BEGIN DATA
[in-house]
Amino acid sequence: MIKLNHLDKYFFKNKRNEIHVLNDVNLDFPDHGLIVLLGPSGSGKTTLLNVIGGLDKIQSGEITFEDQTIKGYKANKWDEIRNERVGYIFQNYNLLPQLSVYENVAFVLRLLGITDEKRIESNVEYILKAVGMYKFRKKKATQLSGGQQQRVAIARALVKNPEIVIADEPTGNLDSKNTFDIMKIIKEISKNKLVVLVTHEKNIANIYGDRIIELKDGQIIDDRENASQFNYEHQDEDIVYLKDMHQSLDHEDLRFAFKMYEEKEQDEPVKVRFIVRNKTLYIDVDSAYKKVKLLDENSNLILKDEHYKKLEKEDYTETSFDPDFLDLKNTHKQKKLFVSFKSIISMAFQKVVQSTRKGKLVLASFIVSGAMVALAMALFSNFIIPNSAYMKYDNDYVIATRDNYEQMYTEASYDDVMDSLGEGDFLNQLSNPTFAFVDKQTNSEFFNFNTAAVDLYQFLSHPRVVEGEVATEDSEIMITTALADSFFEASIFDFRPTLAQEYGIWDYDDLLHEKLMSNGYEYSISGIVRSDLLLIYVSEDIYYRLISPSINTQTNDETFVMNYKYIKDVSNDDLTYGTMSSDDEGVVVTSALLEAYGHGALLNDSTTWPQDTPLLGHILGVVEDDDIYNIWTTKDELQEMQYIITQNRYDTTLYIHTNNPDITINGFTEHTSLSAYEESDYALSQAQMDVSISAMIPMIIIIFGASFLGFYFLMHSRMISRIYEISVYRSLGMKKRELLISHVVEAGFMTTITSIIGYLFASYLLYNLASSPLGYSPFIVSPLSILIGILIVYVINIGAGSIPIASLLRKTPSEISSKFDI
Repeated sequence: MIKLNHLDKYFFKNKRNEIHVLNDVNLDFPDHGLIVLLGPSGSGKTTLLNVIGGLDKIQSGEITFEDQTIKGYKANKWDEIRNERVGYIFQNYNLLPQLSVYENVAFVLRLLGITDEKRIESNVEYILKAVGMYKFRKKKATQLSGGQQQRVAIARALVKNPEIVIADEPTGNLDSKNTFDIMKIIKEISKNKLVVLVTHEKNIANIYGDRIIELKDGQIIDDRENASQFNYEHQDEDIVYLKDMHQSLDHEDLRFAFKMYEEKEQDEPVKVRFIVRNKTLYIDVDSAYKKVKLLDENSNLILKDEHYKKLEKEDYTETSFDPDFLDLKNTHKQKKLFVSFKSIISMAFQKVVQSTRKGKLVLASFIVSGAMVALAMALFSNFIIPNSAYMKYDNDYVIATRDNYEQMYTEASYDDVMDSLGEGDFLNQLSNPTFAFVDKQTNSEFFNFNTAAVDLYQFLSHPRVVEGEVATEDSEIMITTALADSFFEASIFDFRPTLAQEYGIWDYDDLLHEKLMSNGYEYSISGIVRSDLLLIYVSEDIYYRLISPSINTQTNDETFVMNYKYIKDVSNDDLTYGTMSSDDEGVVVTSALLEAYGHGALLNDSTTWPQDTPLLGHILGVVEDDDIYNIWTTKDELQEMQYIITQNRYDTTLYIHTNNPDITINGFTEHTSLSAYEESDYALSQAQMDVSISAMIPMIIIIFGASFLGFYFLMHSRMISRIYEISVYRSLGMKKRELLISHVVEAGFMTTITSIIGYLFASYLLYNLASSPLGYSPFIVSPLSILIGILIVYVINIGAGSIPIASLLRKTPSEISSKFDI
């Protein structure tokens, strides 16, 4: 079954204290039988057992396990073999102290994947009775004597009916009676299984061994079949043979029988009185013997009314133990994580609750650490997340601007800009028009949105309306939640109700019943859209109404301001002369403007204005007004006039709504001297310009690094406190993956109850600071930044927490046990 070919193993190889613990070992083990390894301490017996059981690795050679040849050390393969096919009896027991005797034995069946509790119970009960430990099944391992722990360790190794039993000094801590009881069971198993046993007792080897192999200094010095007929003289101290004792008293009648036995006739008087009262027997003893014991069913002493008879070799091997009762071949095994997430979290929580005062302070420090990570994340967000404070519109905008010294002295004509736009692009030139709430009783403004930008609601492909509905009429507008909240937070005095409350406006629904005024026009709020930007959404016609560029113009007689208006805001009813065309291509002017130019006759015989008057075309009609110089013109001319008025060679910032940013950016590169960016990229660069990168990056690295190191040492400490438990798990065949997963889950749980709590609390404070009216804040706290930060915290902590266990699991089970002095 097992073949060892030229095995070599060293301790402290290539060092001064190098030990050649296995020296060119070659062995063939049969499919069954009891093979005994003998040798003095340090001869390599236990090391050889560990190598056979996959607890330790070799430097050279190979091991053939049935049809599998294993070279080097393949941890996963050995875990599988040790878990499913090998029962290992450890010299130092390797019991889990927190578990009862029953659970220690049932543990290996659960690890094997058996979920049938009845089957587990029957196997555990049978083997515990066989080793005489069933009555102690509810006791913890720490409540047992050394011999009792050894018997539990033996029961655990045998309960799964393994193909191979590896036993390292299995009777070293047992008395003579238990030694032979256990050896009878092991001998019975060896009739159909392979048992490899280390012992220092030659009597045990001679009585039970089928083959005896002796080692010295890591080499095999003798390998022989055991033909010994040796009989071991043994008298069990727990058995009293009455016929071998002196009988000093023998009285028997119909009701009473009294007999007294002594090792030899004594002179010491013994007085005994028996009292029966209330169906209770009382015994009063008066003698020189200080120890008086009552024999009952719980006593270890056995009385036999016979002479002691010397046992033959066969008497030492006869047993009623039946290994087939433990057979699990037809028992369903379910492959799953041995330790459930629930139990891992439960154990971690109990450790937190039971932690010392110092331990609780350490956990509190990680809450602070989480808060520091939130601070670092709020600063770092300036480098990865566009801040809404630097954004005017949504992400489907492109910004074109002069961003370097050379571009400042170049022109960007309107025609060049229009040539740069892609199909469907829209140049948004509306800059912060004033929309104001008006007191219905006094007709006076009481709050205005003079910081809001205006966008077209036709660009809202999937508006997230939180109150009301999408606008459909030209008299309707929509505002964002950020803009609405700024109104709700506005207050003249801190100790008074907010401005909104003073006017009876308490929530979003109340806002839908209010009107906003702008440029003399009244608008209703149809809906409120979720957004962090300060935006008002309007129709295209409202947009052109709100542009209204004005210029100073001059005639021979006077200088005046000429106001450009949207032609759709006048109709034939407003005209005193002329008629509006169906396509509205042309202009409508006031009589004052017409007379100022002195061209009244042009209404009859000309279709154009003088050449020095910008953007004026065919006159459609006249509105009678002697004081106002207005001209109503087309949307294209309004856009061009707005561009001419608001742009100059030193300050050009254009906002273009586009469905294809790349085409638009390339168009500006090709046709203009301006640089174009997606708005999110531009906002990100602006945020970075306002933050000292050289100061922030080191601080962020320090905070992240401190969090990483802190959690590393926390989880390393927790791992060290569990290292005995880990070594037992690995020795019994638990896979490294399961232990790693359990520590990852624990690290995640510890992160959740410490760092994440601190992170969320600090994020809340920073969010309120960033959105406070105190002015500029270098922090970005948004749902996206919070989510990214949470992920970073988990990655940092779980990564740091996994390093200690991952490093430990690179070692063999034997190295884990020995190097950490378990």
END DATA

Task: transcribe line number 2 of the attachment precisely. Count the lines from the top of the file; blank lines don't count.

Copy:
Amino acid sequence: MIKLNHLDKYFFKNKRNEIHVLNDVNLDFPDHGLIVLLGPSGSGKTTLLNVIGGLDKIQSGEITFEDQTIKGYKANKWDEIRNERVGYIFQNYNLLPQLSVYENVAFVLRLLGITDEKRIESNVEYILKAVGMYKFRKKKATQLSGGQQQRVAIARALVKNPEIVIADEPTGNLDSKNTFDIMKIIKEISKNKLVVLVTHEKNIANIYGDRIIELKDGQIIDDRENASQFNYEHQDEDIVYLKDMHQSLDHEDLRFAFKMYEEKEQDEPVKVRFIVRNKTLYIDVDSAYKKVKLLDENSNLILKDEHYKKLEKEDYTETSFDPDFLDLKNTHKQKKLFVSFKSIISMAFQKVVQSTRKGKLVLASFIVSGAMVALAMALFSNFIIPNSAYMKYDNDYVIATRDNYEQMYTEASYDDVMDSLGEGDFLNQLSNPTFAFVDKQTNSEFFNFNTAAVDLYQFLSHPRVVEGEVATEDSEIMITTALADSFFEASIFDFRPTLAQEYGIWDYDDLLHEKLMSNGYEYSISGIVRSDLLLIYVSEDIYYRLISPSINTQTNDETFVMNYKYIKDVSNDDLTYGTMSSDDEGVVVTSALLEAYGHGALLNDSTTWPQDTPLLGHILGVVEDDDIYNIWTTKDELQEMQYIITQNRYDTTLYIHTNNPDITINGFTEHTSLSAYEESDYALSQAQMDVSISAMIPMIIIIFGASFLGFYFLMHSRMISRIYEISVYRSLGMKKRELLISHVVEAGFMTTITSIIGYLFASYLLYNLASSPLGYSPFIVSPLSILIGILIVYVINIGAGSIPIASLLRKTPSEISSKFDI